Press Room

Weitzman School to Lead Development of Conservation Management Plan for Pennsylvania Hospital

Faculty and students from PennPraxis and the Center for Architectural Conservation will examine, assess, and prioritize the conservation of the buildings, grounds, and collections of the nation’s first chartered hospital.

PHILADELPHIA—The University of Pennsylvania’s Stuart Weitzman School of Design’s PennPraxis and The Center for Architectural Conservation (CAC) will develop a Conservation Management Plan (CMP) for the Pennsylvania Hospital, part of the University of Pennsylvania Health System. The CMP will consolidate information on the significance of the site and its historical assets and will be a tool for prioritizing future hospital-preservation efforts.

With project efforts directed by Frank Matero, professor of architecture, chair of the Graduate Program in Historic Preservation (GPHP), and director of the CAC, the CMP will provide a clear and comprehensive history of the hospital’s preservation history, outline recommendations to help ensure consistency in management policies, and provide guidance for how to holistically approach the conservation and use of the nation’s first chartered hospital. Project managers include Kecia Fong, an alum of the master’s program in historic preservation and a historic preservation lecturer, and Starr Herr-Cardillo, a CAC research fellow.

“Conservation Management Plans are a method and a tool for handing on places we collectively value to future generations,” says Matero. “This does not mean freezing places in time but rather managing necessary change carefully so as not to damage what is special. It is based on a very simple process which starts with describing what is there, why it matters, what is happening to it, and the principles by which you will manage it. It then sets out more detailed recommendations for remedial work, maintenance, use, access, and management—the entire ecosystem of a healthy sustainable place with an eye towards protecting and celebrating its historical legacy.”

Faculty and students from the Historic Preservation program working on the CMP will provide a comprehensive, digitized inventory of all relevant documentation as well as detailed policies, priorities, and recommendations for preservation. The work will rely on the expertise of Penn faculty from the renowned program while also providing an opportunity for students to conduct on-site research towards understanding the needs of the historic buildings, grounds, and collections.

Founded in 1751 by Benjamin Franklin and Thomas Bond, Pennsylvania Hospital is one of Philadelphia’s most important historic sites, including the Pine Building, a National Historic Landmark; numerous outbuildings; the grounds and gardens; and an extensive collection of historical artifacts, including art and medical tools.

The hospital has been continuously used for more than 260 years. With its blend of historic and modern, the campus represents a continuum of medical history where historic and modern facilities are integrated in one place. As one example, patients are cared for in state-of-the-art facilities while new medical residents tour the oldest-existing surgical amphitheater.

The project will commence with an information-gathering phase starting this spring. Graduate students and faculty will meet with hospital officials and stakeholders to better understand the values, goals, and visions they hold for the hospital and its grounds into the future. Research into historic documents, photographs, and accounts also provides insight and a foundational understanding of the site. Field work and physical assessment of the buildings and historic landscape will be conducted in the summer and information will be analyzed and synthesized to provide guidance for future conservation efforts.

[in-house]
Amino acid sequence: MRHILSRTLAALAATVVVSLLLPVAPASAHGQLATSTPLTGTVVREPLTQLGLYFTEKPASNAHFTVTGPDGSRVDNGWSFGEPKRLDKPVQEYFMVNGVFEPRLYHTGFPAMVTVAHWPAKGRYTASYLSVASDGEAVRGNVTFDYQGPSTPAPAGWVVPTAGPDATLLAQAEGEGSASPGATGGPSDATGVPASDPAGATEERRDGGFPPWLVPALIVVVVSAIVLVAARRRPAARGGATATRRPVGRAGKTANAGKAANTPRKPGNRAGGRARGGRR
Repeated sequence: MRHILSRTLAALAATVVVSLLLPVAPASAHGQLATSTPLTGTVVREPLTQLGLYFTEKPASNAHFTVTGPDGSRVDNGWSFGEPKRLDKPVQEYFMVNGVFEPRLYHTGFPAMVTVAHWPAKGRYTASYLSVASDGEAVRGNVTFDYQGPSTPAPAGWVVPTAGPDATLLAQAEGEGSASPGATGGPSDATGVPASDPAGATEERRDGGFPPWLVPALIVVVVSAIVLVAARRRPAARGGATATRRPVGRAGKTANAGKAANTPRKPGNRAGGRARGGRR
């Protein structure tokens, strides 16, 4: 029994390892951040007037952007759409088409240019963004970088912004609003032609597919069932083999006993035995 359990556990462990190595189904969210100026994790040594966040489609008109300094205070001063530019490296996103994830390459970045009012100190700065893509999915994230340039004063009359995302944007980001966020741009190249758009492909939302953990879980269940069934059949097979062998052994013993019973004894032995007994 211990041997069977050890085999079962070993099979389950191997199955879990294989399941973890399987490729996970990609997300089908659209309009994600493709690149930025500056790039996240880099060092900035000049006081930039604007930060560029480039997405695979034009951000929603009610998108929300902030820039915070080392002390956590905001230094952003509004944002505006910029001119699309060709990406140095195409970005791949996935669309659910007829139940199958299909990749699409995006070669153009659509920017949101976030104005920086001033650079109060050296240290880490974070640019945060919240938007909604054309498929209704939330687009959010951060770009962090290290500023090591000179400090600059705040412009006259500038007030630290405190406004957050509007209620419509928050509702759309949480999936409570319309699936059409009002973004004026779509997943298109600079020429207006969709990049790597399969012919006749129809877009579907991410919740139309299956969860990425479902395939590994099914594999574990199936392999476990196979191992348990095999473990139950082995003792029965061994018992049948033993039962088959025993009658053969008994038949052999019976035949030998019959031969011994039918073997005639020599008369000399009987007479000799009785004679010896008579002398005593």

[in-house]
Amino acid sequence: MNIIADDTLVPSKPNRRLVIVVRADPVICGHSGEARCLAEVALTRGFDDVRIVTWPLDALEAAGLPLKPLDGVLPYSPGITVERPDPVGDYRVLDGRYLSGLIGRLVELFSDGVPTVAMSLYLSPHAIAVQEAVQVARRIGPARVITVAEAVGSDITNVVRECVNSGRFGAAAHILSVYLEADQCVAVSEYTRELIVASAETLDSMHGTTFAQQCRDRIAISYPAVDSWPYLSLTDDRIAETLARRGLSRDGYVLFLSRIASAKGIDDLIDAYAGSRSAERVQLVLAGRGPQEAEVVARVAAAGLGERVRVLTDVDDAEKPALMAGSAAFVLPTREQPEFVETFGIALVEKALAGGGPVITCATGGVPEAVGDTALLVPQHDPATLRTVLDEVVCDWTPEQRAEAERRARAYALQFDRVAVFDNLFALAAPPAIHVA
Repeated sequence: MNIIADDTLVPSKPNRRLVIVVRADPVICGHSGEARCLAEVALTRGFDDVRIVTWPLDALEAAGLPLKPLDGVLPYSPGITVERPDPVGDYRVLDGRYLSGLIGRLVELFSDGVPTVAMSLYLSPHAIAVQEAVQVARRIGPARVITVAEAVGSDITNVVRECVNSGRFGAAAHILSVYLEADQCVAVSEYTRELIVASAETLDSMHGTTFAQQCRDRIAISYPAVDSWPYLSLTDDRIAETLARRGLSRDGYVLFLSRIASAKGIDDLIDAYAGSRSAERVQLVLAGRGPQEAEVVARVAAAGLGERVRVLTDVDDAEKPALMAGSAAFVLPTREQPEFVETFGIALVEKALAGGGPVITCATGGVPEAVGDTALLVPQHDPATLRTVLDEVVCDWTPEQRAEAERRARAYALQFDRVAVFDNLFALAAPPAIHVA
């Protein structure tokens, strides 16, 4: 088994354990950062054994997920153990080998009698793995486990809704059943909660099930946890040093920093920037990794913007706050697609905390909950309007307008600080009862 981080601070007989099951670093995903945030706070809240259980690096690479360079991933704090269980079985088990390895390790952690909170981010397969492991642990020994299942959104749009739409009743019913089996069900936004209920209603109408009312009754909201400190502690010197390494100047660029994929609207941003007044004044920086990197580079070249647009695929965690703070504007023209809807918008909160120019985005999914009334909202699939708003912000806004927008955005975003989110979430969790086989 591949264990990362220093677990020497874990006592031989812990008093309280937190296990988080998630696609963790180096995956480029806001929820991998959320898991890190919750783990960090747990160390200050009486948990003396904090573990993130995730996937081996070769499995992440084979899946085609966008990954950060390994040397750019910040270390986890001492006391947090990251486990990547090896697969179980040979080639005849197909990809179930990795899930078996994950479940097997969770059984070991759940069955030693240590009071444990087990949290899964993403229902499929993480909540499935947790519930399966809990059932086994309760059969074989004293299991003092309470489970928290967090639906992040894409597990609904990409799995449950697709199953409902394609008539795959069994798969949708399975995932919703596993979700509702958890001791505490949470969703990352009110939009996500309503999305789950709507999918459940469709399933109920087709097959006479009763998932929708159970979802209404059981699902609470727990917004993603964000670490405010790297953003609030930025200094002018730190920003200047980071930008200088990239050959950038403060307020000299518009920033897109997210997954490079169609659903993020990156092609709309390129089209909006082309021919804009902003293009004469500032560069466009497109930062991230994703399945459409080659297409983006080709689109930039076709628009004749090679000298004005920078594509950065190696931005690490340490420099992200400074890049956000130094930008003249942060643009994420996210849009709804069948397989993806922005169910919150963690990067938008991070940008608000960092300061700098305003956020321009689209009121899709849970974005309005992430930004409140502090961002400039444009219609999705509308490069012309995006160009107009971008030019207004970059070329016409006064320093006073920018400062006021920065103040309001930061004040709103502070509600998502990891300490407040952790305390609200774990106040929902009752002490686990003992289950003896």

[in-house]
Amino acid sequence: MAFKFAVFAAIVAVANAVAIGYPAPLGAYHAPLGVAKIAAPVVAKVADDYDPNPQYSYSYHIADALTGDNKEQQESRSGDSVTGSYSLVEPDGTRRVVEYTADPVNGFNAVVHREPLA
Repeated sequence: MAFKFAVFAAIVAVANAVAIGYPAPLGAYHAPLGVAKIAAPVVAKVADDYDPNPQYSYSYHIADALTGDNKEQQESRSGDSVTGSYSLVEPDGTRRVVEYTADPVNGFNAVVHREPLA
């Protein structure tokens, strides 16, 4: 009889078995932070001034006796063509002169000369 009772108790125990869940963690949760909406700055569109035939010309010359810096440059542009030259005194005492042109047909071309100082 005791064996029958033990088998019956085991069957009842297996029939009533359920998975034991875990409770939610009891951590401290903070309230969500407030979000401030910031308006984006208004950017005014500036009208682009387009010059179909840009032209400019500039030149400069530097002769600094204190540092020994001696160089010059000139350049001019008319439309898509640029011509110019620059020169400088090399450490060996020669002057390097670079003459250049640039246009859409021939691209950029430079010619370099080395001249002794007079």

Part of the CMP will also include evaluating previous conservation efforts and plans for the outdoor spaces. Because the grounds and gardens were originally conceived using a holistic approach to health, which envisioned the landscape as a place for healing and recovery, the CMP will also identify significant garden elements and provide recommendations on how the hospital can consider the surrounding landscape, which remains free and open to the community.

Fong says that there’s a lot of excitement around working at a Philadelphia location of local, national, and global significance. “The hospital is in our own backyard and is a significant figure in Philadelphia and medical history,” she says.

“It’s fun to work at a place that is still a living site, getting to talk to the people involved. It’s like being a preservation therapist,” says Herr-Cardillo. “You get to know the site, why stakeholders care about it, and it feels relevant in real time.”

Theresa Larivee, chief executive officer of Pennsylvania Hospital, sees this CMP as a key first step in preserving the institution’s historical significance and one that leverages knowledge from across Philadelphia and the Penn community, in particular. She also points to how closely residency work in medicine aligns with residency in historical preservation and how people from both fields have a role to play in this project.

“We are fortunate to have this expertise not only in our city, but in our University as well,” says Larivee. “This investment will secure the lasting legacy of the historical holdings of Pennsylvania Hospital.” Larivee also notes that the recently formed First Hospital Committee of Pennsylvania Hospital, which is focused on historic preservation, fully endorsed this investment.

“Every day, Weitzman faculty and alumni are working to protect cultural heritage around the world, but we’re especially proud to team up with our neighbors and colleagues right here in Philadelphia,” says Fritz Steiner, dean and Paley Professor at the Weitzman School.

Media contact: Michael Grant, mrgrant@design.upenn.edu, 215.898.2539.